We’ve all read the headlines about how the pandemic reshaped the workforce. What societal changes do you foresee as necessary to support a future of work that works for everyone?

I’ve learned early on that no matter how you do the math, the answer is “people”. People build organizations, people nurture these organizations, and people work with people. Now it’s about whether companies should care about implementing resources and programs that focus on one’s well being. They need to understand healthy people are healthy performers that make up a healthy workplace which shines through organizational market performance and corporate culture. There are too many toxic workplaces to count that were enabled for too long without any social and legal penalties resulting in some companies waking up to large sirens going off. Surprise! It’s time to address the pink elephant in the room before the people leave the room and decide not to return — ever.

What is your greatest source of optimism about the future of work?

People are granted the privilege to work with flexibility that allows them to be their best self in mind, spirit and body. There still are standards and performance expectations to meet to continue such privilege. If people can apply themselves mindfully then it’s a win-win scenario. They need to positively contribute to make these remote, hybrid and alternative models functional for long term business operations.

Our collective mental health and wellbeing are now considered collateral as we consider the future of work. What innovative strategies do you see employers offering to help improve and optimize their employee’s mental health and wellbeing?

There are organizations that are investing in mental health & wellness resources from paying for health & wellness apps (which include mental health resources and therapy sessions) to providing access to hotlines for those who need attention from stress management to possibly serious concerns. Also there are companies that are offering supplemental mental health insurance that covers a more generous portion of services that traditional insurance may overlook. We have to credit companies and their leadership for exploring and learning about the mental health space. Without health, we have nothing. This also includes our mind. People can take advantage of these resources to learn how to take better care of themselves. While not everyone has access to this as a standard benefit, the tide is slowly changing in how Human Resources and People Teams in the market are bringing healthy change with integrity.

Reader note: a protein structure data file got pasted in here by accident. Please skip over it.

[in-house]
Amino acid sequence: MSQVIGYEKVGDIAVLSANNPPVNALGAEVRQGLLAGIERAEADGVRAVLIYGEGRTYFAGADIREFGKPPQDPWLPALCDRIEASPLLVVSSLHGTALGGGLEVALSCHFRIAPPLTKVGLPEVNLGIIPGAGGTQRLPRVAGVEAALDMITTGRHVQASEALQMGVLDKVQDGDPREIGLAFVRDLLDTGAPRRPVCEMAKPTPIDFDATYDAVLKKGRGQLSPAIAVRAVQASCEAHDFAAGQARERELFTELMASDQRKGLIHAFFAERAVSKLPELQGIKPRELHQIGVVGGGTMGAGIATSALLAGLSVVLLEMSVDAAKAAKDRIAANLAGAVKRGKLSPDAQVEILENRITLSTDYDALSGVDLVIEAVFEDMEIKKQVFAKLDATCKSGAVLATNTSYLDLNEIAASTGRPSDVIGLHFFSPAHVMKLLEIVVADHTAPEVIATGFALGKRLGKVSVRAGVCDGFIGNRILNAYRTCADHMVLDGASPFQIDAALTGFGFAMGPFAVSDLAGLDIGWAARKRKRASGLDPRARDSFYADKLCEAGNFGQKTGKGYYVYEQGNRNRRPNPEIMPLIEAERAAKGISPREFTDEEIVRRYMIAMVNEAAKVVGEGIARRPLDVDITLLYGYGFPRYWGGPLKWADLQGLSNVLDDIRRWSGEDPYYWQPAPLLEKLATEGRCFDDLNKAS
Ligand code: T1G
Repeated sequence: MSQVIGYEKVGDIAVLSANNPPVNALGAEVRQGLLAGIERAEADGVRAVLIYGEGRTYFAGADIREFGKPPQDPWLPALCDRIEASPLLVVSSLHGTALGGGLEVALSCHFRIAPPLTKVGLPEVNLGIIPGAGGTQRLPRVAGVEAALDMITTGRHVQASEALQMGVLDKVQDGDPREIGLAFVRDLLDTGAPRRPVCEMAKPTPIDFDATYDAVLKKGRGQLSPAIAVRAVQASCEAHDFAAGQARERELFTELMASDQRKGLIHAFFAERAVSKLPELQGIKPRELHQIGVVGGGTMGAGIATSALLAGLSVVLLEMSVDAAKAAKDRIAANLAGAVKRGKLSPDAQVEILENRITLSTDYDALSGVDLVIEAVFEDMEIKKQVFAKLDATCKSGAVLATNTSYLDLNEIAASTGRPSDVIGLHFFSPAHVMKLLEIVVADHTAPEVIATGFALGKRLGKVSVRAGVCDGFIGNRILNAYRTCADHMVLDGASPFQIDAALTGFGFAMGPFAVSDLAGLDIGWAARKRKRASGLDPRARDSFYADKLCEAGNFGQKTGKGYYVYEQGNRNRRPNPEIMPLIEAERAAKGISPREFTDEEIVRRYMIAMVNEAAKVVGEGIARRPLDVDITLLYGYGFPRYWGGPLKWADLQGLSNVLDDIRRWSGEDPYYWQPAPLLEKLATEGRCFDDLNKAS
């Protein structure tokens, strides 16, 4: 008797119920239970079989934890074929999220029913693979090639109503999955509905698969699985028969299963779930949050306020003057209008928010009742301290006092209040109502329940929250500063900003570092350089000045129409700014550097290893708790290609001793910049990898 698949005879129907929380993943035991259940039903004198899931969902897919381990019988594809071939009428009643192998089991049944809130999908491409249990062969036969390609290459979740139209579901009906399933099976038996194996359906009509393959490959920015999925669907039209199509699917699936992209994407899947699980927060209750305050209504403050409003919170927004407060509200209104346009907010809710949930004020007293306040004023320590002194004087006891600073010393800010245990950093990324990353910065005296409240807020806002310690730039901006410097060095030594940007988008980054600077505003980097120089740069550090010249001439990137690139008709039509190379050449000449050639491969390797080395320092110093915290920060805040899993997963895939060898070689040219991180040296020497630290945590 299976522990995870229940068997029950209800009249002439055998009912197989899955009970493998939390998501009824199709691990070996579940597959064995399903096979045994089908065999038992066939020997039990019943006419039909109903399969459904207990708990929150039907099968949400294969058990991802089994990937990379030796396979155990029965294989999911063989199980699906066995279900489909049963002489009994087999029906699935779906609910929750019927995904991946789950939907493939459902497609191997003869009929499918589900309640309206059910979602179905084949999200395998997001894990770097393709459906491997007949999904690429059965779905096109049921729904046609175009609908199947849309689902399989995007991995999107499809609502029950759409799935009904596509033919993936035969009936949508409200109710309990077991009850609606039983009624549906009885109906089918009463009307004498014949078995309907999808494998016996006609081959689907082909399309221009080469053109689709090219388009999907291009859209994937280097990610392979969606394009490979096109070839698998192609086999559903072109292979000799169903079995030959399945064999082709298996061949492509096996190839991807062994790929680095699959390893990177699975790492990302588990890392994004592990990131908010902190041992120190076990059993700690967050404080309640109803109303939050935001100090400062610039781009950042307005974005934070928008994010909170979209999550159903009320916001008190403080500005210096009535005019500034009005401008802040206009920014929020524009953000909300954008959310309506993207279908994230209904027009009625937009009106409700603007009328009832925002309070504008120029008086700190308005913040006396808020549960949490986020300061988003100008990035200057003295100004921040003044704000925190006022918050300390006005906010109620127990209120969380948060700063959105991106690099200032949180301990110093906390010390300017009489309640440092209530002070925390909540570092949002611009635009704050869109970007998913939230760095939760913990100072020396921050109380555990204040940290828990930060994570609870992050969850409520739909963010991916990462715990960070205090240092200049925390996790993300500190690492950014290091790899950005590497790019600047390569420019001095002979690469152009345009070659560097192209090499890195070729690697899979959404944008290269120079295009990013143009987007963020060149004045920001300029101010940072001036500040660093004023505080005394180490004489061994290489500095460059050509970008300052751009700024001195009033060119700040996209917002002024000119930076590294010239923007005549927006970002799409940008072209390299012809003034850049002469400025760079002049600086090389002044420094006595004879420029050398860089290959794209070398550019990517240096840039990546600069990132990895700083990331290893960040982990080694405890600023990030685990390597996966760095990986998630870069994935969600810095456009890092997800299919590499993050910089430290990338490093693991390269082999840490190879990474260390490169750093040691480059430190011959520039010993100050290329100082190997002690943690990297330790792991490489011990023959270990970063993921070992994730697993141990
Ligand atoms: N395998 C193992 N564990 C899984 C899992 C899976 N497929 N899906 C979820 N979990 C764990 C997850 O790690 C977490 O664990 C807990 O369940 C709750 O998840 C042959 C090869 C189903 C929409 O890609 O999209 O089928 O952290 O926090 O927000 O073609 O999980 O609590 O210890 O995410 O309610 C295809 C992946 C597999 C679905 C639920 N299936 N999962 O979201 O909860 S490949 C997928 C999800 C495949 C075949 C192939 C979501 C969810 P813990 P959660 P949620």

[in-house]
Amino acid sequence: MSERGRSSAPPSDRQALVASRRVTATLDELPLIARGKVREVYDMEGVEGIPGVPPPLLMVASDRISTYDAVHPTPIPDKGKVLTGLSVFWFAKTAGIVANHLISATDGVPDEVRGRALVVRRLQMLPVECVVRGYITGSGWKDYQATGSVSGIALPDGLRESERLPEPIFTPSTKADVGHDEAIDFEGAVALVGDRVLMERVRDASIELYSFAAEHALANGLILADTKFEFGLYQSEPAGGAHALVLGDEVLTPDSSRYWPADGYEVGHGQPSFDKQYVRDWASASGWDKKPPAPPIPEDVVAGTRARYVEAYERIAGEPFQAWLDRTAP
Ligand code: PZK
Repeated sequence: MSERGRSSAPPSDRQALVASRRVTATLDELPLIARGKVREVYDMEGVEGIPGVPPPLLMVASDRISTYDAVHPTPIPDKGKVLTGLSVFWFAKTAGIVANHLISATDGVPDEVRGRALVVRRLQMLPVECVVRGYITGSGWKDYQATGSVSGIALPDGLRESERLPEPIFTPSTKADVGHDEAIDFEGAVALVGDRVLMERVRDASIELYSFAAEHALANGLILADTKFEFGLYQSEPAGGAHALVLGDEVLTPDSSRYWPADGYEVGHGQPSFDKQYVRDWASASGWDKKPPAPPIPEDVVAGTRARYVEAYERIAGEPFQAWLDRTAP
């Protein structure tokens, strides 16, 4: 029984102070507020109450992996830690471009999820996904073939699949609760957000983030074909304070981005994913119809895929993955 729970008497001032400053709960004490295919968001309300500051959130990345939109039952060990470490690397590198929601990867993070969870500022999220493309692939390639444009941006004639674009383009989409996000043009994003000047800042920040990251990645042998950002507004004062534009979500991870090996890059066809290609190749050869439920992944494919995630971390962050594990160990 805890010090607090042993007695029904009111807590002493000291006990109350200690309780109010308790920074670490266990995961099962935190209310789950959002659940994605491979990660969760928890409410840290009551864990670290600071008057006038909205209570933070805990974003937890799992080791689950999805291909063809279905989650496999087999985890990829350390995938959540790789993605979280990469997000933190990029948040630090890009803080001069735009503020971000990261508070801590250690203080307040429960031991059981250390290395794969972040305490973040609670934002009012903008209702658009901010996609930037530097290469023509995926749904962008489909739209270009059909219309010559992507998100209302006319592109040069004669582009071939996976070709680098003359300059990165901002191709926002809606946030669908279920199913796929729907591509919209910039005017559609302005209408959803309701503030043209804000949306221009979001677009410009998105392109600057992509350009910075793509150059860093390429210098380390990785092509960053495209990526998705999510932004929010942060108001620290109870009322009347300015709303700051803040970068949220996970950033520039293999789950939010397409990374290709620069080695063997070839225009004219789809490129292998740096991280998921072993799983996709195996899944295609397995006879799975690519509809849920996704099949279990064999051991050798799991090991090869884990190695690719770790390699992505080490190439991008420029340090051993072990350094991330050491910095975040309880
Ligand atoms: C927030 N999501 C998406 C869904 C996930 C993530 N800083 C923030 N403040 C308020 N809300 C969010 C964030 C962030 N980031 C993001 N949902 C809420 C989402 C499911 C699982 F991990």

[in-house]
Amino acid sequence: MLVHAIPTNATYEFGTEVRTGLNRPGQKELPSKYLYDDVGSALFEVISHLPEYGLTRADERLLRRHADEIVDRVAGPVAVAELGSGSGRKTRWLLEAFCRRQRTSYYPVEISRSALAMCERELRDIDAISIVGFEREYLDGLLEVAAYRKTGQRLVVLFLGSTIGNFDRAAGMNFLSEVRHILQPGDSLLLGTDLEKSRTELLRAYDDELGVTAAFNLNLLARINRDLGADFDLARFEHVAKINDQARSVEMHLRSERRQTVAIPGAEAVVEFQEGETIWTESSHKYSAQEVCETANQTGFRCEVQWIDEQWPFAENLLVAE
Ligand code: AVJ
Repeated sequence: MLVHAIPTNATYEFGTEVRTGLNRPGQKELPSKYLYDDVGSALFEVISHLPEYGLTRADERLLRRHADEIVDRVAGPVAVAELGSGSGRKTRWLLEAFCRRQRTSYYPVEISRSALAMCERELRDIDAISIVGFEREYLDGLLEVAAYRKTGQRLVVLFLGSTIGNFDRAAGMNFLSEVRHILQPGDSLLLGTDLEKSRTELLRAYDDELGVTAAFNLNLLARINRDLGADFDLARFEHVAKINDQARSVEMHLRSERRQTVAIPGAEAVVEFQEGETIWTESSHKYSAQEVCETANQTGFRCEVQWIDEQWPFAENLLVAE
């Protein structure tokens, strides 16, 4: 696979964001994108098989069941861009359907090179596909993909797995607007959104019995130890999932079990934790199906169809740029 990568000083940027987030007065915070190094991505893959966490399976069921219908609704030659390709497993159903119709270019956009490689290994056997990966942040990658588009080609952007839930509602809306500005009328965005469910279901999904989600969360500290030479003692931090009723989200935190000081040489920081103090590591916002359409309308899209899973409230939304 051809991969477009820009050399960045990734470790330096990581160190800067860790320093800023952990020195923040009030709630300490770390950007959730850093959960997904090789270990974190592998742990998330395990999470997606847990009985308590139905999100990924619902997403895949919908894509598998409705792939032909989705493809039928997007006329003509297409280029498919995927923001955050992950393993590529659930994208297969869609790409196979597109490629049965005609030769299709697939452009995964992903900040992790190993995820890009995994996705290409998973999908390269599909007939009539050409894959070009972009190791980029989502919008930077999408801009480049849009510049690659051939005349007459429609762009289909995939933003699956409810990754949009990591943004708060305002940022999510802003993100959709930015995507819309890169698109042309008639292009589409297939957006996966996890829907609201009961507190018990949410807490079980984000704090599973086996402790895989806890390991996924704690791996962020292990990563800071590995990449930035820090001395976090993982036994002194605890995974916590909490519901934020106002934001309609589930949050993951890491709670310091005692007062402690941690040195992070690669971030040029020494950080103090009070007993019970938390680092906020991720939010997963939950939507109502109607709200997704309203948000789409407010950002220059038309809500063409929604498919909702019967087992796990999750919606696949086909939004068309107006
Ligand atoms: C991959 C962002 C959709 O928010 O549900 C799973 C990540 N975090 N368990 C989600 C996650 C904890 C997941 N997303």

It seems like there’s a new headline every day. ‘The Great Resignation’. ‘The Great Reconfiguration’. And now the ‘Great Reevaluation’. What are the most important messages leaders need to hear from these headlines? How do company cultures need to evolve?

Read the headlines and stories only for situational awareness. I recommend not getting too emotionally entrenched in some of the exaggerations the media loves to infuse in their stories for what I call “clicks and clacks”. It is true, to a certain degree, that visual shifts have occurred in the job markets. We also have to remain open to learn how the market will auto correct a few years from now. People love to hoot and howl until they are asked to invest in themselves, or others in the job market. It’s about the money; at the same time it’s not. It’s a double-edged sword. Executives should remain confident in what they are offering to their existing and upcoming employees. If there’s no confidence, then start working on it. Instead of speculating what will happen, they should have a transparent conversation with the audience they serve. Hiding behind organizational surveys isn’t always the best solution because it’s cowardly (depending on the context) to evade human interaction to discuss these evolving topics. When change is announced, most people ask themselves “how does this impact me?”. Most people operate from a place of survival mode and self preservation. Executives can bridge that gap by making themselves available to talk. If you don’t create the time to relate to your staff then you deserve the outcome that may ensue when people find better workplaces to invest their professional skills. It’s important to celebrate the good times together as well as bond over the uncertain times.